“The premise of this book is that the world has changed so fundamentally in the last few decades that the roles of learning and education in day-to-day living have also changed forever.” p. xxiiiOkay, think about that for a minute. Now think about “school”. Has it changed significantly in the last few decades? Hmm, probably not hey. But, we have been using computers and progressively more technology since the early 80’s of the 20th century. Why hasn’t school fundamentally changed, yet?
“One of education’s chief roles is to prepare future workers and citizens to deal with the challenges of their times. Knowledge work – the kind of work that most people will need in the coming decades – can be done anywhere by anyone who has the expertise, a cell phone, a laptop, and an Internet connection. But to have expert knowledge workers, every country needs an education system that produces them; therefore, education becomes the key to economic survival in the 21st century.” p. 6That quote suggests that education is key to our survival – we intuitively know this. But what if our current education system, stuck in the 20th century (early part), doesn’t adapt in time?
“It has been observed that today’s education systems operate on an agrarian calendar (summers off to allow students to work in the fields), an industrial time clock (fifty-minute classroom periods marked by bells), and a list of curriculum subjects invented in the Middle Ages (language, math, science, and the arts).” p. 12I just saw a tweet tonight (Jan. 16th, 2010) from @jagill
I was meeting with a couple of educators last week to prepare for an upcoming Board presentation on our my43 virtual classrooms and our One 2 One projects. During our conversation I asked why can't learning be more relevant, interesting, cross curricular, and dynamic? I said, imagine this… the teacher takes a current topic (eg. Haiti earthquake and devastation) and builds curriculum on the fly with the students. Maybe the kids have ipod touches, netbooks, cell phones, etc. and the teacher says get into teams of 5 and one team researches the Haiti situation, another team Haiti history, geography, political situation, and financial details, another team researches earthquakes, another team is responsible to assemble and present the findings of the others, and so on. They use the tools they have in the classroom and go to work. The teacher creatively ensures that there are clear links to curriculum and learning, and to social responsibility – they discuss in future classes ways they can help the Haitians. They also make arrangements for their students to present to two other classes at the school and they stream the presentation on the Internet, later that afternoon – notice of the presentation is tweeted, email, and posted to the school website. Pretty difficult to pull this off without relevant technology in the hands of students in their classroom.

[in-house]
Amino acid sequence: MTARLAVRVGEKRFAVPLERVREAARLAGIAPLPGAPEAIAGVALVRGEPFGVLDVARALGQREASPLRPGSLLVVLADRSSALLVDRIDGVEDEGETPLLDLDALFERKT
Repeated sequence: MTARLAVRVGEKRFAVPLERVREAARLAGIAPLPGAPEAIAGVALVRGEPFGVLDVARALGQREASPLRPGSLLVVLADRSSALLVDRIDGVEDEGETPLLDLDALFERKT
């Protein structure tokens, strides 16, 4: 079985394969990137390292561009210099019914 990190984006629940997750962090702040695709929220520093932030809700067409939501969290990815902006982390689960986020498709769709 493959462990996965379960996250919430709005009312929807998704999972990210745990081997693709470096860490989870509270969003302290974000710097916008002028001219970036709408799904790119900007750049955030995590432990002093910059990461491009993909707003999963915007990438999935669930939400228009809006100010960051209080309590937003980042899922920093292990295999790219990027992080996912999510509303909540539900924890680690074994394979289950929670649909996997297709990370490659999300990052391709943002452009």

The book, 21st Century Skills, refers to “Four Converging Forces”: Knowledge Work, Thinking Tools, Digital Lifestyles, and Learning Research as a 21st Century Learning Convergence. They refer to these coming together like a “perfect learning storm” that will usher in new ways of learning. However they list a number of forces that still resist these changes:
- Industrial Age education policies (efficiency of mass education)
- Accountability -- Standardized testing
- Centuries old teaching practices – transmit knowledge to students
- Textbook industry makes money from books not flexible digital content / tools
- Fear of abandoning focus on rigorous content
- Preferences of parents who learned the traditional way
“In times of change learners inherit the earth, while the learned find themselves beautifully equipped to deal with a world that no longer exists.” – Eric HofferMass education is not working – kids are getting more and more bored. We need to make it real! Teachers are no longer the tomes of knowledge they were – every 18 months what is known, DOUBLES. Textbook companies face the same challenge as music companies and they will lose eventually. Content isn’t king – process is. Today’s kids will become parents and will demand different.
Back to the blog title… I believe that technology can and will help disrupt our current ways of “doing school”. There’s lots written about differentiating learning, experimentation with UDL (universal design for learning), and an invasion of personal devices that’s just begun. UDL has great promise to meet the individual learning and engagement needs of all students using 21st century technology tools. On it’s own technology is agnostic but with skilled 21st century learning coaches (teachers), and content guides, skilled in applying technology to learning, technology can be the lever that makes a difference.
"The best way to predict the future is to invent it." - Alan KayWhat do you think? Is technology essential to developing 21st Century Skills and reinventing school?